Packrafts are tough, light, individual-sized inflatable boats that people use to put together really amazing wilderness trips by combining rafting, hiking, and sometimes even biking. I’ve had sort of a low-grade obsession with packrafting since 2009 when I ran into some people in Alaska who were on their way to hike up and over the Brooks Range and paddle down to the Arctic Ocean. (I’m 99.9% certain it was these folks.) But anyway, I never managed to actually do any packrafting until spring break this year when — along with my friends Brian and Tim — I floated a section of the Dirty Devil River in southern Utah.
The Dirty Devil is a little tricky: it’s a seasonal desert river that, on average, only has enough flow for floating during February and March — and February can be really cold. Luckily the university’s spring break is in March, usually a superb time to be in the desert: the days are getting longer and warmer, the nights are still cold, and there’s not a single bug to be found. Usually you get snowed on for a couple hours, but the snow doesn’t stick around.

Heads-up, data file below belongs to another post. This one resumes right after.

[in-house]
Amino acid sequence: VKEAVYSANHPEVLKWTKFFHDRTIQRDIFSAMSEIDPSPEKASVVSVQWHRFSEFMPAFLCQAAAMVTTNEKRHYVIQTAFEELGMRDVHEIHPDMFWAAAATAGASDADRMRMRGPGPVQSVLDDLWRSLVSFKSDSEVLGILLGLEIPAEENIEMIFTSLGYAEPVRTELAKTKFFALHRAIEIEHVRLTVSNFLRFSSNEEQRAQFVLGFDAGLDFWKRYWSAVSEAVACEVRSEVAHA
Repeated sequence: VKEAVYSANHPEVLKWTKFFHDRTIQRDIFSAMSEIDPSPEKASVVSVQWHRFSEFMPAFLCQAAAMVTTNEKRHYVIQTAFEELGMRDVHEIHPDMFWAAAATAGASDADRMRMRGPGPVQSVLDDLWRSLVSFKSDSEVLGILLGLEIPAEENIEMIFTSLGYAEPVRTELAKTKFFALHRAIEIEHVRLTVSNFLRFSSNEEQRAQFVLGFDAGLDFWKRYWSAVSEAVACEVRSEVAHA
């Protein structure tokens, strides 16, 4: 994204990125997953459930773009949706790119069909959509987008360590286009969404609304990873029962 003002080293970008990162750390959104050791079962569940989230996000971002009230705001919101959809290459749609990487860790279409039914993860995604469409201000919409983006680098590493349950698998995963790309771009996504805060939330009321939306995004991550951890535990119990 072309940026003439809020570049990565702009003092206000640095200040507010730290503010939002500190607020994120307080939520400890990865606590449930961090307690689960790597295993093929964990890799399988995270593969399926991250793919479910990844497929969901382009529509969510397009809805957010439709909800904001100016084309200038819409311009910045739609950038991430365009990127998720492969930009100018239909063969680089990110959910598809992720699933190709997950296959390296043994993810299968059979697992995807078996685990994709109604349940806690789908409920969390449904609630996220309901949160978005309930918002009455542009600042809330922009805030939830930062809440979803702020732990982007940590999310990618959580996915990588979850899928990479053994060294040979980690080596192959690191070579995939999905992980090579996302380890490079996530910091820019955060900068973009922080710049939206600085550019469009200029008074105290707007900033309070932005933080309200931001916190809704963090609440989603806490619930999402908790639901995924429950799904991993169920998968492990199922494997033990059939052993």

None of us had so much as touched a packraft, but all of us had canoed or kayaked before, so we figured a class 1-2 river should be doable. The Dirty Devil flows through a canyon 1500 feet (450 meters) deep and, once we started, there was no realistic possibility of escape except by finishing the trip 36 miles later.
We started out on a spectacular morning:
To set up a shuttle we drove down the rough but super fun Poison Springs Road; here Brian’s cramming a few last things into my vehicle with the DD running narrow and fast in the background:
There was quite a bit more water in the channel than we’d expected; it turned out that Happy Canyon, about eight miles upstream, was in the middle of a minor flash flood.